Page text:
Asymmetrex provides Kinetic Stem Cell (KSC) counting technology that answers the crucial question of how to quantify tissue stem cells independent of committed progenitor cells. The underlying biological principle for the method is the asymmetric kinetics of stem cell self-renewal.7-9
Kinetic Stem Cell counting can be thought of as having two steps. The first step is to derive the algorithm for a specified combination of adult stem cell type and culture conditions. This step is also called the TORTOISE TestTM and takes about 3 weeks. In addition to revealing the count of stem cells, the algorithm also reveals insights about the rate of growth and viability of the committed progenitor cells. These insights could help a manufacturer to improve their therapeutic stem cell product and optimize their culture conditions.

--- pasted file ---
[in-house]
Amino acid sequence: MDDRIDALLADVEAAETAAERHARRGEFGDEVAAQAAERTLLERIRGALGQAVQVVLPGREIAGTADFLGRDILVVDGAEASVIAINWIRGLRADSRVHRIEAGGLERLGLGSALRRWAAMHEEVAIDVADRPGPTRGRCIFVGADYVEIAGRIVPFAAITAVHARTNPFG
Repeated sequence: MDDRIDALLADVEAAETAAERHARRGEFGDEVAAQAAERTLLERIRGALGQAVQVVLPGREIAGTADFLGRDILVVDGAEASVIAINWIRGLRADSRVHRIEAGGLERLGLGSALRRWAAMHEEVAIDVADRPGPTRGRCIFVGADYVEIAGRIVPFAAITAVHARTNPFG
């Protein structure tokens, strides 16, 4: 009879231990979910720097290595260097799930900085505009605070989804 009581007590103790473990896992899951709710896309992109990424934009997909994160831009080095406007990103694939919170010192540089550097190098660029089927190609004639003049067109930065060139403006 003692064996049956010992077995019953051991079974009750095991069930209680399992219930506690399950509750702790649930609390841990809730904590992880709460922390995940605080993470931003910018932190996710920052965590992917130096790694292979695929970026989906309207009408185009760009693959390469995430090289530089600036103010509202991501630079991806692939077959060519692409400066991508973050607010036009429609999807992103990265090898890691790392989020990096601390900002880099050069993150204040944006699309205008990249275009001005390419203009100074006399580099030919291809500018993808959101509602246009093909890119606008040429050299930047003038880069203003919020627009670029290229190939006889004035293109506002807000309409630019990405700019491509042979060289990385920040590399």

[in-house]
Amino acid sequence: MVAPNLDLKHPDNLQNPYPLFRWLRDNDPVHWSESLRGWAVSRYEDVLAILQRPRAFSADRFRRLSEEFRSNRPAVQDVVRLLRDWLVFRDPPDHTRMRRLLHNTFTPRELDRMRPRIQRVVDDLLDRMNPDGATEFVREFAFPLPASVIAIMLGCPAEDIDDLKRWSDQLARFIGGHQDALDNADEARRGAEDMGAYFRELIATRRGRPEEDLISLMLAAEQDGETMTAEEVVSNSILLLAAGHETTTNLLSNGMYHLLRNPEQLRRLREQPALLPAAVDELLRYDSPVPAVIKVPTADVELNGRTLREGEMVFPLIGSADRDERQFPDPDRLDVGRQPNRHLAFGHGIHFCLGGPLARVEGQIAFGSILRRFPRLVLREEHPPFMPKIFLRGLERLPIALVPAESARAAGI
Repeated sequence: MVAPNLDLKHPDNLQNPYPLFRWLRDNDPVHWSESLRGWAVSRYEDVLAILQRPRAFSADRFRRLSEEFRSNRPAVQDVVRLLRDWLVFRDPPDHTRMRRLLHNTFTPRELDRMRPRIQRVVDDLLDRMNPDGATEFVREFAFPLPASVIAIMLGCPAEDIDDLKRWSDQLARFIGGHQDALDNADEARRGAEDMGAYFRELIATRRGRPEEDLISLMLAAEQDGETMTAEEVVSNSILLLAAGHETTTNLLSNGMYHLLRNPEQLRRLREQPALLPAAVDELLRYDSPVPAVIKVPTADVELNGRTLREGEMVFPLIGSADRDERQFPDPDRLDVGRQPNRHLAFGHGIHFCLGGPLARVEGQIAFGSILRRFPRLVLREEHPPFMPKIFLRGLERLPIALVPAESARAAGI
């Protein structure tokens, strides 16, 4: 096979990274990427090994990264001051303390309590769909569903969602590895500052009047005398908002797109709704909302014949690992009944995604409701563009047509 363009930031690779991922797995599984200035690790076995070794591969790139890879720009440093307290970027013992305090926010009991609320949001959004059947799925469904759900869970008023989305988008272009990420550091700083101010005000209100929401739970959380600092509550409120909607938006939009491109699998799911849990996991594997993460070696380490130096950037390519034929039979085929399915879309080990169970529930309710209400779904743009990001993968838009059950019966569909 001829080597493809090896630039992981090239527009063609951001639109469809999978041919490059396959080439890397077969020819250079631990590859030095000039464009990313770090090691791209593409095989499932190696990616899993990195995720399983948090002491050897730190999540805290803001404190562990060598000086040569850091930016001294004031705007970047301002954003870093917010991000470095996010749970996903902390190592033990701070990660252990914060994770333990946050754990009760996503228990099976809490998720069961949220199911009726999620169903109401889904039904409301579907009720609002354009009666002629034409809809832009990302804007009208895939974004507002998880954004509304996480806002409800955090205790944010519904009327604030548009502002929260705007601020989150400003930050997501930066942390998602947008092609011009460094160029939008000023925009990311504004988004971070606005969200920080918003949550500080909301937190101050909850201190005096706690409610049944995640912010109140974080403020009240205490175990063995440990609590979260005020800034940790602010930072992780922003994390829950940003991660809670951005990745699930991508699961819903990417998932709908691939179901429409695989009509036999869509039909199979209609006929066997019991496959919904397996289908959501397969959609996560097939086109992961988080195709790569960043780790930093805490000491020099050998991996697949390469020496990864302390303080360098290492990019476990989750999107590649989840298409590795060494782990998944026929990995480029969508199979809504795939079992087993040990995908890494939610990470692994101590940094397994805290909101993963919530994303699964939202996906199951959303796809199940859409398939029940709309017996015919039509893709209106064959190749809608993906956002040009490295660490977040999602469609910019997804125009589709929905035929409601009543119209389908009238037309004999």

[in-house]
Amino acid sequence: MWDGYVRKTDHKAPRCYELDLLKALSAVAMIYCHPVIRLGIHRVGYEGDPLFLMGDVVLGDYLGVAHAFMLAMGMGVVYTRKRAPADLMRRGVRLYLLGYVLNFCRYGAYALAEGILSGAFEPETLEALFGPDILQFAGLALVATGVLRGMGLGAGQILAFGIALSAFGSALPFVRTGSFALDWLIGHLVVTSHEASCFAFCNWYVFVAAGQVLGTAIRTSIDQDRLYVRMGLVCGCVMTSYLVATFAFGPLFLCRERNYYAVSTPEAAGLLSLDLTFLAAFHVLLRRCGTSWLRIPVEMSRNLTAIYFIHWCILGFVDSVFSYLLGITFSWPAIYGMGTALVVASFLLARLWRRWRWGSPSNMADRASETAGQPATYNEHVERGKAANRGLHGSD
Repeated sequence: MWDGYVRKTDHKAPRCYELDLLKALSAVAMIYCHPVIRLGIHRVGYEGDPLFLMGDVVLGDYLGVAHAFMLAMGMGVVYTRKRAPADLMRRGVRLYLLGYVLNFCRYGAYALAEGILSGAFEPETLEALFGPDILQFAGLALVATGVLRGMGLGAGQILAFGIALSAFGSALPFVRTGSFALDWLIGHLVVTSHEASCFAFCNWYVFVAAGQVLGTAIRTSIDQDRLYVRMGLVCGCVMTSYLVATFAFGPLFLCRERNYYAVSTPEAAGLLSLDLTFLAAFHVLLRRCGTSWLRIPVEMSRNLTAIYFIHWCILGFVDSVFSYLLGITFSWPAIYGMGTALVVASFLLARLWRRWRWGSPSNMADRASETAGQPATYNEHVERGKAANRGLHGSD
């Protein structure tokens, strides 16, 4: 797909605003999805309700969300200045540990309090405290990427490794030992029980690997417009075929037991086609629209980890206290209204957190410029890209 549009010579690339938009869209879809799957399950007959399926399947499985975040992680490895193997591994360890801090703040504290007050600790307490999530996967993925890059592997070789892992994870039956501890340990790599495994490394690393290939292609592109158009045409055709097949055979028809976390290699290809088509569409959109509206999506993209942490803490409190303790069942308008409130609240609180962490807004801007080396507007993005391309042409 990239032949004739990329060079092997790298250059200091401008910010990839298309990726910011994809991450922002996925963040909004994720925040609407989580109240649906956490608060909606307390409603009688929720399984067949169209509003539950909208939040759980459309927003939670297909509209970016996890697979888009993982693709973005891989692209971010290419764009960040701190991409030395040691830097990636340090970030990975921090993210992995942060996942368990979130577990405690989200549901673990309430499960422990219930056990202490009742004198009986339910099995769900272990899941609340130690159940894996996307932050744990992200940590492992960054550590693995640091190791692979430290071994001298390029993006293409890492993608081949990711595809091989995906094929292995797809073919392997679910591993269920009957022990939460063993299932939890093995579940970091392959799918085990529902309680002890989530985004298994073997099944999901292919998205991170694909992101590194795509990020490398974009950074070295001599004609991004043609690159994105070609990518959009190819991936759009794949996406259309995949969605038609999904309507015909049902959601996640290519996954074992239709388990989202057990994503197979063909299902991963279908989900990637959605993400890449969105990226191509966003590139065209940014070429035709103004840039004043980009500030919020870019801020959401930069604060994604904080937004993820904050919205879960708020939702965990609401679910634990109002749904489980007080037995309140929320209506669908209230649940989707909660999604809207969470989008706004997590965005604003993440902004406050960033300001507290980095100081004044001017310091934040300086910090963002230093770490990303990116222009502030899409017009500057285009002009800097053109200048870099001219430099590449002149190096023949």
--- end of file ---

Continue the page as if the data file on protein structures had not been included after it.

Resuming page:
Once the algorithm has been derived for a specified combination of adult stem cell type and culture conditions, it is possible to perform rapid counts of the stem cell number in new cultures within a mere 3 days. This is called the RABBIT TestTM.
Asymmetrex has reported numerous validations of Kinetic Stem Cell counting.7-9 The technology has been used to count stem cells from various human tissues, including liver and lung, to count hematopoietic stem cells from bone marrow and umbilical cord blood, and to count mesenchymal stem cells from bone marrow, umbilical cord tissue, and amniotic membrane. The technology is able to quantify stem cell fractions ranging from a few percent to as low as 1 in 10,000. Additional validations have explored the effects of stem cell-toxic agents and stem cell-activating agents.